Concepción NúñezConcepción Núñez, Instituto de Investigación Sanitaria Hospital Clínico San Carlos
- Instituto de Investigación Sanitaria Hospital Clínico San Carlos
Juneau et al studied an interesting topic such as the relationship between celiac disease (CD) and infertility and tried to solve several questions still under debate. It is worth noting the high number of patients recruited and the prospective design of the study. Recent popularity of the gluten-free diet (GFD) gives high relevance to evidence that instauration of a GFD does not improve reproductive outcomes in women undergoing in vitro fertilization. However, we consider that the interpretation of their data in relation to CD needs to be taken cautiously.
Their study involves the highest sample size related to CD prevalence and infertility. They observed 2.8% of seroprevalence considering anti-TG2 and/or EMA and claimed that this value was consistent with the observed in the general population. The authors used for comparison the prevalence of 2.3% reported by Singh et al in a recent meta-analysis (Celiac disease in women with infertility: a meta-analysis. J Clin Gastroenterol 2016;50:33–9). However, 2.3% was the frequency of CD that Singh et al found in women with infertility due to any cause, which indeed resulted in 3.5 increased odds of having CD compared to control population. In a very recent meta-analysis of the same authors (Singh et al. Global Prevalence of Celiac Disease: Systematic Review and Meta-analysis. Clin Gastroenterol Hepatol. 2018 Jun;16(6):823-836), they found 1.4% of pooled global seroprevalence considering anti-TG2 or EMA. Age at onset was not considered for seroprevalence, but when analyzing biopsy-proven CD they observed almost half of prevalence in adults (0.5% vs 0.9%).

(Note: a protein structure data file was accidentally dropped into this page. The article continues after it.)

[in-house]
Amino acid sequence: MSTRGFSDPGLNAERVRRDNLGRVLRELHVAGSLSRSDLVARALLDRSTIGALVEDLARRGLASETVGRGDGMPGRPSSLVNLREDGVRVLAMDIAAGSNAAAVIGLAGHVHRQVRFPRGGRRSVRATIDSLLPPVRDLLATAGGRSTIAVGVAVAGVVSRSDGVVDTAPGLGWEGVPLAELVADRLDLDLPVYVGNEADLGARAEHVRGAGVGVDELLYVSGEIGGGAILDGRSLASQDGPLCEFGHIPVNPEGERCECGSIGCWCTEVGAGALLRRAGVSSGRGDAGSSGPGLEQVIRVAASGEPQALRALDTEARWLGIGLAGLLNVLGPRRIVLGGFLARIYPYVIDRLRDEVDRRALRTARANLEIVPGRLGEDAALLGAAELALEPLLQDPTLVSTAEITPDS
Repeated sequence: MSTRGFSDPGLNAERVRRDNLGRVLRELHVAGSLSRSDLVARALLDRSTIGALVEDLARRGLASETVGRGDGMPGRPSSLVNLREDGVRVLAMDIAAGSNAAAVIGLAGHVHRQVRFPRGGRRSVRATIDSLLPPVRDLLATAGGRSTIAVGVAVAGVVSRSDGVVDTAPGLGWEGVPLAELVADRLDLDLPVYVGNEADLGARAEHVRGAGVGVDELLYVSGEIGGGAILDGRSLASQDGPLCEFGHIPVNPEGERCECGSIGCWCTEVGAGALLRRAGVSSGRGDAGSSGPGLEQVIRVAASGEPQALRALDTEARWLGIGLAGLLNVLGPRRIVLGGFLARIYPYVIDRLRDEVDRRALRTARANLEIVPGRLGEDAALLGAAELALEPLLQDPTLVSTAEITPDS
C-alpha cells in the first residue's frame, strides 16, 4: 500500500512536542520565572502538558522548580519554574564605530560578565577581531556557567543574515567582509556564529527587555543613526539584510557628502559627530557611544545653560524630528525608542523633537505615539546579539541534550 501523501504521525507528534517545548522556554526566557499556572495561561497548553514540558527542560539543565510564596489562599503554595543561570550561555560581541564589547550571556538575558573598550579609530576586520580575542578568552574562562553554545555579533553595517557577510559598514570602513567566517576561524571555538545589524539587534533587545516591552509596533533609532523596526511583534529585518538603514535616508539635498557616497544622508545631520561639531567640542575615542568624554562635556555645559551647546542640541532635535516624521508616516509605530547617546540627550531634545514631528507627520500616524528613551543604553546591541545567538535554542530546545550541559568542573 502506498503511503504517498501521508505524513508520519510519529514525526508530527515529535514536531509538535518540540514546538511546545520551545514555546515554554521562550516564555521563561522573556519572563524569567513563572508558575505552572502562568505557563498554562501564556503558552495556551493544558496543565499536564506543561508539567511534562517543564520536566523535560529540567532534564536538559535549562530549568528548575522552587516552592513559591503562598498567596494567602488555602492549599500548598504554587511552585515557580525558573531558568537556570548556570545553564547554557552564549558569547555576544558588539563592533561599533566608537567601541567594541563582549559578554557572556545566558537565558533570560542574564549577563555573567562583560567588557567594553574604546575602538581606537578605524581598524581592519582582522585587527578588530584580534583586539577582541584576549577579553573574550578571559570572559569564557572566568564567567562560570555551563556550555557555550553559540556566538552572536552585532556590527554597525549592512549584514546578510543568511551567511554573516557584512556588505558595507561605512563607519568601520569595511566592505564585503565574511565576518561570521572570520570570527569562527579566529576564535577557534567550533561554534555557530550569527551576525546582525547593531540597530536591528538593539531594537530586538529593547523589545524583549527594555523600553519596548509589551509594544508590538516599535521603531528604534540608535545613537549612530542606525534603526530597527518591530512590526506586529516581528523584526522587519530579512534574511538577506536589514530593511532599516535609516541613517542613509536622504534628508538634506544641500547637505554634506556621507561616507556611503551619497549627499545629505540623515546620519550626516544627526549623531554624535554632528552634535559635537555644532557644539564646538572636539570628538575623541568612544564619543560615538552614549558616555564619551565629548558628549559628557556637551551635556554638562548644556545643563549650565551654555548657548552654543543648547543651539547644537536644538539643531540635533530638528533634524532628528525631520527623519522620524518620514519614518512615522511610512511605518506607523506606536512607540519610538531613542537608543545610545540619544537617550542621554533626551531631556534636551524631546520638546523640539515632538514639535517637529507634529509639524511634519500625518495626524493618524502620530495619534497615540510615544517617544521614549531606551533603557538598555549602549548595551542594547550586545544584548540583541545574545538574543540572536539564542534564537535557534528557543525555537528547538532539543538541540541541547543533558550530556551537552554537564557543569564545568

A second important conclusion was that CD did not affect reproductive outcomes with or without treatment. The authors compared reproductive outcomes between seropositive and seronegative women to conclude that those parameters were not affected by the disease. However, it must be considered that the poor reproductive outcomes of the seropositive women could be in fact caused by CD. To our knowledge, the debate exists about whether reproductive failures in women can be due to undiagnosed CD, but we are not sure that among women with infertility the worst outcomes should be expected in those with CD. Finally, the effect of the GFD on fertility in CD women was not evaluated, since only 3 out of the 84 patients following a GFD, and therefore used to evaluate the effect of the diet, were seropositive. We consider that the title does not reflect the content of the paper.
It is also remarkable that the authors indicate that intestinal biopsy is the standard criterion for diagnosis, but invasive and extremely impractical for routine clinical use in assisted reproduction patients. Biopsy is essential for the diagnosis of CD in adults and we consider that clinicians should encourage patients to undergo an intestinal biopsy in order to obtain a certain diagnosis. In addition, following that criterion, the paper only refers to seroprevalence. However, as can be seen in Table 2, which shows the results of the questionnaire completed by the 98.7% of the participants, 20 patients underwent a biopsy to confirm diagnosis. It would be interesting to know the results of those biopsies to have a value of biopsy-proven CD.
In addition to specific serology and biopsy, CD diagnosis can be supported by other tools: genetic test and response to the GFD. Most of the seropositive women have not started a GFD, therefore the authors cannot test this response. However, the genetic test could be performed. Although genetics is not valid to confirm CD, it shows a high negative predictive value and could identify false positive serological results.
Therefore, we are not sure that the presented data shed light on such a controversial subject, but they are not enough to claim that CD screening is not indicated for the infertile population.
Concepción Núñez, PhD. Instituto de Investigación Sanitaria del Hospital Clínico San Carlos (IdISSC), Madrid, Spain
Natalia López Palacios, MD, PhD. Hospital Clínico San Carlos, Instituto de Investigación Sanitaria del Hospital Clínico San Carlos (IdISSC), Madrid, Spain